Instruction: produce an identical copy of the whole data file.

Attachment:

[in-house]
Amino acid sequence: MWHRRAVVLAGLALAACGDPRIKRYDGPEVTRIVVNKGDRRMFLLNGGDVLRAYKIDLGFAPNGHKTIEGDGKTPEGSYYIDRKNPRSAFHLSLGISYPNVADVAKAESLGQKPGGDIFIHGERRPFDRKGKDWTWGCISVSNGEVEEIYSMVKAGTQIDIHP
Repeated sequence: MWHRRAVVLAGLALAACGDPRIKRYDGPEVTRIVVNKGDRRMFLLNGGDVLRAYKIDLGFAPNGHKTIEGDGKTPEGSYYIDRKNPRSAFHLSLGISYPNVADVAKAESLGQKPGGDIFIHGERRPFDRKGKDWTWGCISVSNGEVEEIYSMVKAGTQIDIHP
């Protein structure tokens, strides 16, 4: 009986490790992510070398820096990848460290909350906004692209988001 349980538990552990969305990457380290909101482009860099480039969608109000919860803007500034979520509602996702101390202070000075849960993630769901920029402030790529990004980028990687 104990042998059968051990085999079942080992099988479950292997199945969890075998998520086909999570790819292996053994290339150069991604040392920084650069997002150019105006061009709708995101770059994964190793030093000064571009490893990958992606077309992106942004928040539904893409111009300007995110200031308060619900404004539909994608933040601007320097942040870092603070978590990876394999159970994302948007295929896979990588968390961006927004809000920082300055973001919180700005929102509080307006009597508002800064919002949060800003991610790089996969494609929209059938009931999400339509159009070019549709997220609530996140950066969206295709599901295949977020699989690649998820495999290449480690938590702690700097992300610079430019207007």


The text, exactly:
[in-house]
Amino acid sequence: MWHRRAVVLAGLALAACGDPRIKRYDGPEVTRIVVNKGDRRMFLLNGGDVLRAYKIDLGFAPNGHKTIEGDGKTPEGSYYIDRKNPRSAFHLSLGISYPNVADVAKAESLGQKPGGDIFIHGERRPFDRKGKDWTWGCISVSNGEVEEIYSMVKAGTQIDIHP
Repeated sequence: MWHRRAVVLAGLALAACGDPRIKRYDGPEVTRIVVNKGDRRMFLLNGGDVLRAYKIDLGFAPNGHKTIEGDGKTPEGSYYIDRKNPRSAFHLSLGISYPNVADVAKAESLGQKPGGDIFIHGERRPFDRKGKDWTWGCISVSNGEVEEIYSMVKAGTQIDIHP
């Protein structure tokens, strides 16, 4: 009986490790992510070398820096990848460290909350906004692209988001 349980538990552990969305990457380290909101482009860099480039969608109000919860803007500034979520509602996702101390202070000075849960993630769901920029402030790529990004980028990687 104990042998059968051990085999079942080992099988479950292997199945969890075998998520086909999570790819292996053994290339150069991604040392920084650069997002150019105006061009709708995101770059994964190793030093000064571009490893990958992606077309992106942004928040539904893409111009300007995110200031308060619900404004539909994608933040601007320097942040870092603070978590990876394999159970994302948007295929896979990588968390961006927004809000920082300055973001919180700005929102509080307006009597508002800064919002949060800003991610790089996969494609929209059938009931999400339509159009070019549709997220609530996140950066969206295709599901295949977020699989690649998820495999290449480690938590702690700097992300610079430019207007």